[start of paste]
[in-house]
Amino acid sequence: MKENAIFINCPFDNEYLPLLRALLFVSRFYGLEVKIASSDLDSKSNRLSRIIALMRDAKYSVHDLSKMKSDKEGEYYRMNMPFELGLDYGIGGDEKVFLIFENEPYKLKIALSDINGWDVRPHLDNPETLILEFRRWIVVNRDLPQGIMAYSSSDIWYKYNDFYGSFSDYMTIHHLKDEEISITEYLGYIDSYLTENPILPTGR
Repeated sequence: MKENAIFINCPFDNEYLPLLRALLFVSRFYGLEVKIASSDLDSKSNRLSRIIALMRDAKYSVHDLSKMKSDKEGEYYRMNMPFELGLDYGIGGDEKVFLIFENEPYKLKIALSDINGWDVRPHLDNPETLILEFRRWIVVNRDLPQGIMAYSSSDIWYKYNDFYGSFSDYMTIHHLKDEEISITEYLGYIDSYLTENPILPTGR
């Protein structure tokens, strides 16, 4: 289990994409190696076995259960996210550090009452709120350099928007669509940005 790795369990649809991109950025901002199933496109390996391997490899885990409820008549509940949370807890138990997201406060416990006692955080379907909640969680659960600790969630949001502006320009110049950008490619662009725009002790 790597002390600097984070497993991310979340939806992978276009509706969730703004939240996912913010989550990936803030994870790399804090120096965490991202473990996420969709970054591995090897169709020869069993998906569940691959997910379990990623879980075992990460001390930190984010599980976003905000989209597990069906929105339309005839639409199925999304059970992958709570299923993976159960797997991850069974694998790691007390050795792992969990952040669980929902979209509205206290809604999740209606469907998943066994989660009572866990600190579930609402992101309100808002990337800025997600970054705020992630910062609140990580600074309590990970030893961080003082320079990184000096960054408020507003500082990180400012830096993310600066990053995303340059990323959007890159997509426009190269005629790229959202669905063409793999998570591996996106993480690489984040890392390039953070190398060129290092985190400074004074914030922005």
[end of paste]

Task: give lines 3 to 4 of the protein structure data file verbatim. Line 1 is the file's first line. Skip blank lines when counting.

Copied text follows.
Repeated sequence: MKENAIFINCPFDNEYLPLLRALLFVSRFYGLEVKIASSDLDSKSNRLSRIIALMRDAKYSVHDLSKMKSDKEGEYYRMNMPFELGLDYGIGGDEKVFLIFENEPYKLKIALSDINGWDVRPHLDNPETLILEFRRWIVVNRDLPQGIMAYSSSDIWYKYNDFYGSFSDYMTIHHLKDEEISITEYLGYIDSYLTENPILPTGR
């Protein structure tokens, strides 16, 4: 289990994409190696076995259960996210550090009452709120350099928007669509940005 790795369990649809991109950025901002199933496109390996391997490899885990409820008549509940949370807890138990997201406060416990006692955080379907909640969680659960600790969630949001502006320009110049950008490619662009725009002790 790597002390600097984070497993991310979340939806992978276009509706969730703004939240996912913010989550990936803030994870790399804090120096965490991202473990996420969709970054591995090897169709020869069993998906569940691959997910379990990623879980075992990460001390930190984010599980976003905000989209597990069906929105339309005839639409199925999304059970992958709570299923993976159960797997991850069974694998790691007390050795792992969990952040669980929902979209509205206290809604999740209606469907998943066994989660009572866990600190579930609402992101309100808002990337800025997600970054705020992630910062609140990580600074309590990970030893961080003082320079990184000096960054408020507003500082990180400012830096993310600066990053995303340059990323959007890159997509426009190269005629790229959202669905063409793999998570591996996106993480690489984040890392390039953070190398060129290092985190400074004074914030922005």